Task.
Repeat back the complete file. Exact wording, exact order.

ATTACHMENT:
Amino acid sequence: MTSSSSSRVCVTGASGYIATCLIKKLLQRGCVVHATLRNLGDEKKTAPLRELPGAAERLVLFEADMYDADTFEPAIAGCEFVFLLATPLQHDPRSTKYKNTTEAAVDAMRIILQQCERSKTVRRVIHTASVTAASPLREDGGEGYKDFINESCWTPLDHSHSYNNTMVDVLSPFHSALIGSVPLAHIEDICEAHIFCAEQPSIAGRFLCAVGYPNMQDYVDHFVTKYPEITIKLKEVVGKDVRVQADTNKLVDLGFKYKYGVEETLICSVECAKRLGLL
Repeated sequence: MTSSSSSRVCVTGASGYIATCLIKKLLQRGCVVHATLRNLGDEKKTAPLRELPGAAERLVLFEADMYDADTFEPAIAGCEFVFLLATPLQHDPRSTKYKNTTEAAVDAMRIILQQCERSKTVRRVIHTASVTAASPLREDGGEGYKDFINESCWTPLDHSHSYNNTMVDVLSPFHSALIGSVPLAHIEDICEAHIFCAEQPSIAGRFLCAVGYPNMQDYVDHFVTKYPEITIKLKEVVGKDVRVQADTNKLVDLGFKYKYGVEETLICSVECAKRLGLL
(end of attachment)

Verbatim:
Amino acid sequence: MTSSSSSRVCVTGASGYIATCLIKKLLQRGCVVHATLRNLGDEKKTAPLRELPGAAERLVLFEADMYDADTFEPAIAGCEFVFLLATPLQHDPRSTKYKNTTEAAVDAMRIILQQCERSKTVRRVIHTASVTAASPLREDGGEGYKDFINESCWTPLDHSHSYNNTMVDVLSPFHSALIGSVPLAHIEDICEAHIFCAEQPSIAGRFLCAVGYPNMQDYVDHFVTKYPEITIKLKEVVGKDVRVQADTNKLVDLGFKYKYGVEETLICSVECAKRLGLL
Repeated sequence: MTSSSSSRVCVTGASGYIATCLIKKLLQRGCVVHATLRNLGDEKKTAPLRELPGAAERLVLFEADMYDADTFEPAIAGCEFVFLLATPLQHDPRSTKYKNTTEAAVDAMRIILQQCERSKTVRRVIHTASVTAASPLREDGGEGYKDFINESCWTPLDHSHSYNNTMVDVLSPFHSALIGSVPLAHIEDICEAHIFCAEQPSIAGRFLCAVGYPNMQDYVDHFVTKYPEITIKLKEVVGKDVRVQADTNKLVDLGFKYKYGVEETLICSVECAKRLGLL